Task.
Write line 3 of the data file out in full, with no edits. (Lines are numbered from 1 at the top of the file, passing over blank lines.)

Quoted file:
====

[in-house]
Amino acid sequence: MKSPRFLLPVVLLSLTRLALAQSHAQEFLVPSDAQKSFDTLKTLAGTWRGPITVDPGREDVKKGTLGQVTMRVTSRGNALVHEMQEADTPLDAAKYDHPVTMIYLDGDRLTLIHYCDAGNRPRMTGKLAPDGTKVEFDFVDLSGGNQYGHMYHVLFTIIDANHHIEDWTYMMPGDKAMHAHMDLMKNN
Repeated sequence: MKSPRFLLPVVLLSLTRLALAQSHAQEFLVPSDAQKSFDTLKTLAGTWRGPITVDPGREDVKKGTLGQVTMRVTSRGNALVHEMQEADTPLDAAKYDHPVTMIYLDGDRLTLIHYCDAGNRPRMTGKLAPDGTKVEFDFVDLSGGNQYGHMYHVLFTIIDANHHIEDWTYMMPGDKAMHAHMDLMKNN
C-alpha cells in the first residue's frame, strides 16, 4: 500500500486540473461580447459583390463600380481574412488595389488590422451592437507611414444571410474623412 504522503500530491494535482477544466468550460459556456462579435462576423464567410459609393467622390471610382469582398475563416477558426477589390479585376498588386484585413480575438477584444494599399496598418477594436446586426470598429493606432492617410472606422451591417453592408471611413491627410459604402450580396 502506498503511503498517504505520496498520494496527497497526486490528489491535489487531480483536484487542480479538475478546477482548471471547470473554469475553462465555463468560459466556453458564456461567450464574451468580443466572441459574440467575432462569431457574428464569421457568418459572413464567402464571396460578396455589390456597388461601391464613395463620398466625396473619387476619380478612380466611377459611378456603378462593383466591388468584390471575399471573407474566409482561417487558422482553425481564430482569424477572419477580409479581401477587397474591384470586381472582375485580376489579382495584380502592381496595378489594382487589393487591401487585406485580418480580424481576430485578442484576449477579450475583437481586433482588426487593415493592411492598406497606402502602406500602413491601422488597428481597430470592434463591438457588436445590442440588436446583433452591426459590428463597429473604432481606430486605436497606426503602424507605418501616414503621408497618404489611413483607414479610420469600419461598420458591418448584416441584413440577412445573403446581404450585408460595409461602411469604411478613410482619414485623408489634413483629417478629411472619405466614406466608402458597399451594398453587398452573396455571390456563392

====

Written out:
Repeated sequence: MKSPRFLLPVVLLSLTRLALAQSHAQEFLVPSDAQKSFDTLKTLAGTWRGPITVDPGREDVKKGTLGQVTMRVTSRGNALVHEMQEADTPLDAAKYDHPVTMIYLDGDRLTLIHYCDAGNRPRMTGKLAPDGTKVEFDFVDLSGGNQYGHMYHVLFTIIDANHHIEDWTYMMPGDKAMHAHMDLMKNN